Tuesday 29 October 2019
Hansard of the Legislative Council

Youth Justice

[11.38 a.m.]
Mr FINCH (Rosevears) - Mr President, I thank two people who gave me a briefing during last week for my presentation today on youth justice.  I speak of Neil Warnock, a former and highly esteemed administrator of the Ashley Youth Detention Centre, and Ivan Webb, former principal of the Riverside Primary School.  I have spoken before about Ivan Webb and his interest in restorative practices and restorative justice.

This small island state of ours has the potential to create a justice system, and especially a youth justice system, that is the envy of the rest of Australia.  We can reduce offences, we can cut our prison population and we can improve rehabilitation and build a safer and more productive society, but this can only be achieved with considerable change.

Prevention, of course, starts in the home and in the education system, where young males in particular should be more closely observed and mentored.  Good teachers can swiftly recognise problematic behaviour.  We need a system where problematic behaviour can be addressed - both in the school and at home.  Specially trained social workers are needed here to initiate early intervention.

Peer pressure is a big factor in schools and often leads young males astray.  However, it can also work for the better, persuading young people that crime is a futile pursuit.  One problem, as I pointed out in a speech last year, is that young people have a poor understanding of the law and their rights.  This can be incorporated into curriculums - at least one Melbourne secondary school employs a lawyer to lecture and advise students who come up against the law system.

There needs to be many more sentencing options for magistrates dealing with youth crime.  The Ashley Youth Detention Centre is obviously not working well.  When young people leave it, there is insufficient support from the underfunded and understaffed youth justice system.  Last week Greg Barns commented that if a young person goes to Ashley, it is almost 100 per cent certain they will end up in Risdon.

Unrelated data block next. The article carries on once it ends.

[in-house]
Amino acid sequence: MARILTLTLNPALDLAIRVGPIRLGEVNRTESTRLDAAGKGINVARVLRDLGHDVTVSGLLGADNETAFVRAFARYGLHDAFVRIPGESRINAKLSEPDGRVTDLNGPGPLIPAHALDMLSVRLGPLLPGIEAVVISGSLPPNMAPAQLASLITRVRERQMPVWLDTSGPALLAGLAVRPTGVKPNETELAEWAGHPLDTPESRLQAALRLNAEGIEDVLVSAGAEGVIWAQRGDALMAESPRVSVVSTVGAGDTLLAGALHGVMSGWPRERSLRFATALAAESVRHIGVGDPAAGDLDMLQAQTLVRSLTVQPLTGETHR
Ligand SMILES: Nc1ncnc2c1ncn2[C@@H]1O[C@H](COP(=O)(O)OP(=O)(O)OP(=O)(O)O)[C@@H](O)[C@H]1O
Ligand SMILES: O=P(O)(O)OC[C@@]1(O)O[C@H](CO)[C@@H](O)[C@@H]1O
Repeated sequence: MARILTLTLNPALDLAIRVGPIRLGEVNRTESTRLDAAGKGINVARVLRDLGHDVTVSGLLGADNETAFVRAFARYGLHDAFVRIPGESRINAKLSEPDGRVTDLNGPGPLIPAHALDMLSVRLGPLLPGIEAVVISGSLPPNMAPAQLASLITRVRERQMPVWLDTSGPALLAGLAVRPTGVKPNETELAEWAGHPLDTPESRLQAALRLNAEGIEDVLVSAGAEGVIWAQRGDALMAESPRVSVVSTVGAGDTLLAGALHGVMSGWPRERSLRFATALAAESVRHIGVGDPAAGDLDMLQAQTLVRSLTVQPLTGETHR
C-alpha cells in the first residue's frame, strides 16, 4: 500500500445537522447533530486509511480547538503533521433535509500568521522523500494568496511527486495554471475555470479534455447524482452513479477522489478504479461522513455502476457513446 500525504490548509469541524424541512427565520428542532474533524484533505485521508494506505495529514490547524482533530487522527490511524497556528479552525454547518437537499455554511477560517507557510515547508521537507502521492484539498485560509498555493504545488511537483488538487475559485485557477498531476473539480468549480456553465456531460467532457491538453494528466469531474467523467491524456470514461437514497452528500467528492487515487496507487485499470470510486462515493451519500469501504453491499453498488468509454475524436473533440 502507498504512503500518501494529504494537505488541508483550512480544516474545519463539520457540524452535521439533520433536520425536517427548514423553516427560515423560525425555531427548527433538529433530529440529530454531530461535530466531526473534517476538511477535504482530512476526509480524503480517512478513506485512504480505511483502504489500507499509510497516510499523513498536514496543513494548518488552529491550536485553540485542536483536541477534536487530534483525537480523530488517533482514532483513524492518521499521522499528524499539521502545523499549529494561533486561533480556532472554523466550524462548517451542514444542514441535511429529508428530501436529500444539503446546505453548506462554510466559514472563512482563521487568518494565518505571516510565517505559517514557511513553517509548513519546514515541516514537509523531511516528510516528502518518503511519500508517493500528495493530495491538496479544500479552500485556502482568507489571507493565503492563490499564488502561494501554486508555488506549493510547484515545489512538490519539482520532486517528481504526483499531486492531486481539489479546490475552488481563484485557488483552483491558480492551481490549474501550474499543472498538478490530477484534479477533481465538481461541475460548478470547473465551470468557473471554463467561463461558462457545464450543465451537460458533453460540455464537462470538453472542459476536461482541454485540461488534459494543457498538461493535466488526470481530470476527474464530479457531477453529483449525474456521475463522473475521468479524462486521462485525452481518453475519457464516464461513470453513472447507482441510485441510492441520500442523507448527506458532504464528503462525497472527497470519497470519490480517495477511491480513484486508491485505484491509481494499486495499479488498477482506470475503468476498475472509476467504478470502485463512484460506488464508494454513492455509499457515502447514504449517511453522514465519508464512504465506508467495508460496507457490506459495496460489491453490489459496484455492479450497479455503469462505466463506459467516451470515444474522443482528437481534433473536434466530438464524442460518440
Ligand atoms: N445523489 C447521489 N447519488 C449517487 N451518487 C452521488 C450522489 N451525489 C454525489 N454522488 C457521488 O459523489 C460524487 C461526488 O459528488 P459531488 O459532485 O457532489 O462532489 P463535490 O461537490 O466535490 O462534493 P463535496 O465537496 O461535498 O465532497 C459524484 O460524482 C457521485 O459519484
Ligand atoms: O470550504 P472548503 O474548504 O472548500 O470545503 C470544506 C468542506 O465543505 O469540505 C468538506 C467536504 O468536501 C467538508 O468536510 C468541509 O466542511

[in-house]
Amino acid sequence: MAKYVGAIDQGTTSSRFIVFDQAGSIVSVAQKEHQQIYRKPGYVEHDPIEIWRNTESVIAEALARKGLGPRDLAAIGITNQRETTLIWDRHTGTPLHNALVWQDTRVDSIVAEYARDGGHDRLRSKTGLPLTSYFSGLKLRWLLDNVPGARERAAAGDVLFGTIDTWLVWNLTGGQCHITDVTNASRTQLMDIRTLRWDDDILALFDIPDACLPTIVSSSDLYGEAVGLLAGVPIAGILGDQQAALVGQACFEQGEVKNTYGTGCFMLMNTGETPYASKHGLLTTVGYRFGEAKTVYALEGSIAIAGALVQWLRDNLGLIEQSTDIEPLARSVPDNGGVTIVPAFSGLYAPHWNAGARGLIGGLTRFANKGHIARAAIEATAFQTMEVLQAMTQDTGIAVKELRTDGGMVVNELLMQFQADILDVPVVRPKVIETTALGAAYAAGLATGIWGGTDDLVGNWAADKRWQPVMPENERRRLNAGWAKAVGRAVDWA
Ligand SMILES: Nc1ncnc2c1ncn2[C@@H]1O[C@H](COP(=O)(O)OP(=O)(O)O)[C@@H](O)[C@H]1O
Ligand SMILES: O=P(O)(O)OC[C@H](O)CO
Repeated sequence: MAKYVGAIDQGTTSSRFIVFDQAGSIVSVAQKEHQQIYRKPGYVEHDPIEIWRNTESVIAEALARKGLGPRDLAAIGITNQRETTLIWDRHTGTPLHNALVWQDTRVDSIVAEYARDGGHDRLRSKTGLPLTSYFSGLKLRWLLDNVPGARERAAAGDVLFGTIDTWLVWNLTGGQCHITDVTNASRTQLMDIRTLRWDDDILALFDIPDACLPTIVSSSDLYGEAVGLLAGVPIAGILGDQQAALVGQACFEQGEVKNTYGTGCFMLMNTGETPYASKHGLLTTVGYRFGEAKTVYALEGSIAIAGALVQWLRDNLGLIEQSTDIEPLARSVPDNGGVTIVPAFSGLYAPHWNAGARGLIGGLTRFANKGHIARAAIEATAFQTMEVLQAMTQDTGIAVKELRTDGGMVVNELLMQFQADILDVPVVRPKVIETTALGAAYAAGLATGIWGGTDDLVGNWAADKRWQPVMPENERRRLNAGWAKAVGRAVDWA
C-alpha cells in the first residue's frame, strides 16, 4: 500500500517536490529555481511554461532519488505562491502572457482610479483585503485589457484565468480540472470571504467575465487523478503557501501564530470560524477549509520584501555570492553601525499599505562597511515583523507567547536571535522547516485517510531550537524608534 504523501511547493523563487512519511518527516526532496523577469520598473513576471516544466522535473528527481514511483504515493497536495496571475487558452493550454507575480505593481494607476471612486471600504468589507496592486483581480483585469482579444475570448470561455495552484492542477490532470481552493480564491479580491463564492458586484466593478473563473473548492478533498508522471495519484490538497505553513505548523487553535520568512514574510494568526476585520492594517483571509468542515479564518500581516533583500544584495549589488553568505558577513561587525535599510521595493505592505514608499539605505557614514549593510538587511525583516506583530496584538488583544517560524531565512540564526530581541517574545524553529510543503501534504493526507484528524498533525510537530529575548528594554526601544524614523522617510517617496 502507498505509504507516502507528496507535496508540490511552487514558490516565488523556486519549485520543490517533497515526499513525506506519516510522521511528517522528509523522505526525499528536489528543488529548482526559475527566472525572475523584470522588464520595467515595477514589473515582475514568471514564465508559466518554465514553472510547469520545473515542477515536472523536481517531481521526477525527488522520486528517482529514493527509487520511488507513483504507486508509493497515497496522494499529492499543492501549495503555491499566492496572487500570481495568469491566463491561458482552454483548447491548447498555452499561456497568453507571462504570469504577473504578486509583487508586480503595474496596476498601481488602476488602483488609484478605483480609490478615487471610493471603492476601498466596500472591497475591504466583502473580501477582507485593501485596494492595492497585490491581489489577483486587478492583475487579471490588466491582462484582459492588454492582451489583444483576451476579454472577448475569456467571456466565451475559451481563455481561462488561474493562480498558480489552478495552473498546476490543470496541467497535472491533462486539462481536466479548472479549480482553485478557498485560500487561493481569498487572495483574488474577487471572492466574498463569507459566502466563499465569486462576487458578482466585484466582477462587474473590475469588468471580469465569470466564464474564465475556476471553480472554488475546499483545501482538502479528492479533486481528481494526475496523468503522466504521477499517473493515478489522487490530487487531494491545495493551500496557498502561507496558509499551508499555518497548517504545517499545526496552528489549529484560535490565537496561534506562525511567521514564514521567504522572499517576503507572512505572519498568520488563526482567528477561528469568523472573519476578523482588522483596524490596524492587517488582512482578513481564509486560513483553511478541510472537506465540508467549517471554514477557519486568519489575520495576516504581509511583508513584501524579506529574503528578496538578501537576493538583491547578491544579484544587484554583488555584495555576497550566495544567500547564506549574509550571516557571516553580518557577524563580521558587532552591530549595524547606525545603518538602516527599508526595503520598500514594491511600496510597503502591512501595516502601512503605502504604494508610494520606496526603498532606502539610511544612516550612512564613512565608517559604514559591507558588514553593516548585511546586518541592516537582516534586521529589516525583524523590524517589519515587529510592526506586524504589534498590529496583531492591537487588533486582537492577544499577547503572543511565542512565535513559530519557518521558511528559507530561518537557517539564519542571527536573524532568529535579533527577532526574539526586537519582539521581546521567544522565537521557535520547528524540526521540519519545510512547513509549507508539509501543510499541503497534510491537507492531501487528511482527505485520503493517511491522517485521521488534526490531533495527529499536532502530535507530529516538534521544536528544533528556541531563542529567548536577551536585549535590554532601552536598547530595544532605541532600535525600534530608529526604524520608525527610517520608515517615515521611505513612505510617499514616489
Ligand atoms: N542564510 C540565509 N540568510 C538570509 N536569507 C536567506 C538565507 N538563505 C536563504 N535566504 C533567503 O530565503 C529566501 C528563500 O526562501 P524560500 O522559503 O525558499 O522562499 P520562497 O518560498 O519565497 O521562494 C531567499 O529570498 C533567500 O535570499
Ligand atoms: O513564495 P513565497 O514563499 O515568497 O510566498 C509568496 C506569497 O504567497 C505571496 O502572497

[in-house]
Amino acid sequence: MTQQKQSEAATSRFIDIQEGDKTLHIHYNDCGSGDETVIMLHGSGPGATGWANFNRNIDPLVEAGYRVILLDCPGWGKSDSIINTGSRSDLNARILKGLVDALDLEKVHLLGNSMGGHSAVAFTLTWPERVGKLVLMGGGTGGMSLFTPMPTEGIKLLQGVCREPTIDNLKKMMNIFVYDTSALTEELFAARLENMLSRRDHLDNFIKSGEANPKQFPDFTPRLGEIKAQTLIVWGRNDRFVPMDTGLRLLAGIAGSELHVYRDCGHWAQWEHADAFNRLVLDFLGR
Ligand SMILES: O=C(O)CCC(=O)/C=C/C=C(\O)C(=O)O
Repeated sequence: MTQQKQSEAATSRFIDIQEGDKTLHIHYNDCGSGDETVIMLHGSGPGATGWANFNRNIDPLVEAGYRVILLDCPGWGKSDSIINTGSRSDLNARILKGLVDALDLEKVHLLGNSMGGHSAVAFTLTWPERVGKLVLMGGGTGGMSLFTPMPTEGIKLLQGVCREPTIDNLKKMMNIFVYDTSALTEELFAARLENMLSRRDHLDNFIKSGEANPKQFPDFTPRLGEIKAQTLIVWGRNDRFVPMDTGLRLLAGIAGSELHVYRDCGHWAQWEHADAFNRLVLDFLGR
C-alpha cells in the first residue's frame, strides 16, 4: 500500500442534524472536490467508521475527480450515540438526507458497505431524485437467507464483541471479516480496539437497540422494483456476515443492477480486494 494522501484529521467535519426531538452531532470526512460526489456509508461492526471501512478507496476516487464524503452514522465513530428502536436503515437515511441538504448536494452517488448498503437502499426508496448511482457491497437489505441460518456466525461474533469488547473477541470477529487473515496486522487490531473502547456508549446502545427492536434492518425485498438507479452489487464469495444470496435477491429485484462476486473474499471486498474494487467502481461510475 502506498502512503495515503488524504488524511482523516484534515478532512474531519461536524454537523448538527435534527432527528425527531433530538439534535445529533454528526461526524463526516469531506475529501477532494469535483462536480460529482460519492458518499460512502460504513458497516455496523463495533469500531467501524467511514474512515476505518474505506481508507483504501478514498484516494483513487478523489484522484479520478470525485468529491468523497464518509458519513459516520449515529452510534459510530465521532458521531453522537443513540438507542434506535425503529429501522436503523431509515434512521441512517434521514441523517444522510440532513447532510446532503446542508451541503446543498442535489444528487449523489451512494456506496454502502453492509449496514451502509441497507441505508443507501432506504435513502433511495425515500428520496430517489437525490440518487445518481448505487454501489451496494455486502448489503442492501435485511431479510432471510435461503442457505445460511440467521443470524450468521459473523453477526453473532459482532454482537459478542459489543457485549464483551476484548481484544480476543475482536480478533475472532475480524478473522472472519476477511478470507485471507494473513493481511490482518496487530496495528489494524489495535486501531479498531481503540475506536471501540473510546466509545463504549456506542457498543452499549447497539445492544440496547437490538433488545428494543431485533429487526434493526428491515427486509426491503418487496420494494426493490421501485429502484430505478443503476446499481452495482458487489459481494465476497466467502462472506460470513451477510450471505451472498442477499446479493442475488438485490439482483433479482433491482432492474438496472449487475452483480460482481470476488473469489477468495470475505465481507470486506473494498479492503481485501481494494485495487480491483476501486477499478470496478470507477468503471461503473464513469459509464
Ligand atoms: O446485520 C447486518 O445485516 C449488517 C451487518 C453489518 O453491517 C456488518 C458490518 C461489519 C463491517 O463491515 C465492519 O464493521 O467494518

We are told it costs $9.5 million a year to run Ashley and it could be argued that money would be better spent on more youth justice officers.  Preparations to support after release should start at sentencing.  Victoria Police now visit homes to check offenders are obeying bail and parole conditions.  The week before a young offender is released, police will often visit the family home providing tips to help the ex-prisoner from reoffending.

The usual political argument these days is that stiff sentencing and being tough on crime are effective deterrents.  It could be argued that the most effective deterrent is the certainty of getting caught.  Looking at our deficient justice system more closely we need to have a serious debate about the effectiveness of the present policies of recruiting more police, building more prisons, using mandatory sentencing and toughening parole systems.

The present rate of increases in prison numbers is not sustainable.  We all know keeping offenders in prison is highly expensive, yet we virtually ignore alternatives like home detention.  Those who are a danger to society must be in prison, but there are many in prison who can be dealt with elsewhere.  Our police should be relieved of more duties that can be done by civilians, so they can step in before a crime is committed.  In Melbourne, the Hume crime reduction team was assigned a spate of aggravated burglaries and home invasions.  Last year, this small team achieved a 32 per cent reduction in burglaries in a big city.  We can do better than that in Tasmania.  In Tasmania, we have tremendous potential to dramatically improve our justice system, but our stress on the outmoded concept of crime and punishment does need to change.